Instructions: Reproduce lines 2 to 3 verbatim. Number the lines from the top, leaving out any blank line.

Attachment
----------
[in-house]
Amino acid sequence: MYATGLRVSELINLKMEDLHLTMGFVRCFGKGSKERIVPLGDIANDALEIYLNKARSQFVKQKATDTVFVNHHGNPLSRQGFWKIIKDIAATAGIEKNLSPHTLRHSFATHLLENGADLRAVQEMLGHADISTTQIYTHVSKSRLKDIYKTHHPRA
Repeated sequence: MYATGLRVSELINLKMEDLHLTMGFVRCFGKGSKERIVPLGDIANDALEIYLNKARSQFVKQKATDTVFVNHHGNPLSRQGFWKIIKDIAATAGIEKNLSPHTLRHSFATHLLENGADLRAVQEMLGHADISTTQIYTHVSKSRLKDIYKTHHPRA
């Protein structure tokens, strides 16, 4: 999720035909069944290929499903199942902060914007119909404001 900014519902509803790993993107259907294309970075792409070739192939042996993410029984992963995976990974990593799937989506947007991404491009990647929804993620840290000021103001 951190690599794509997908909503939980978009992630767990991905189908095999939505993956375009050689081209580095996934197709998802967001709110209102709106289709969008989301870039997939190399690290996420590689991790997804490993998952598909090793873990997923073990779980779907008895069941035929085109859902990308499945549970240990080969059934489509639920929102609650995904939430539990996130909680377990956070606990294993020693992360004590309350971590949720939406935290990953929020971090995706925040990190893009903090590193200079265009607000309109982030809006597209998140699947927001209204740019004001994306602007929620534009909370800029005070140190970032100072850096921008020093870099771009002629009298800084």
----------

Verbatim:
Amino acid sequence: MYATGLRVSELINLKMEDLHLTMGFVRCFGKGSKERIVPLGDIANDALEIYLNKARSQFVKQKATDTVFVNHHGNPLSRQGFWKIIKDIAATAGIEKNLSPHTLRHSFATHLLENGADLRAVQEMLGHADISTTQIYTHVSKSRLKDIYKTHHPRA
Repeated sequence: MYATGLRVSELINLKMEDLHLTMGFVRCFGKGSKERIVPLGDIANDALEIYLNKARSQFVKQKATDTVFVNHHGNPLSRQGFWKIIKDIAATAGIEKNLSPHTLRHSFATHLLENGADLRAVQEMLGHADISTTQIYTHVSKSRLKDIYKTHHPRA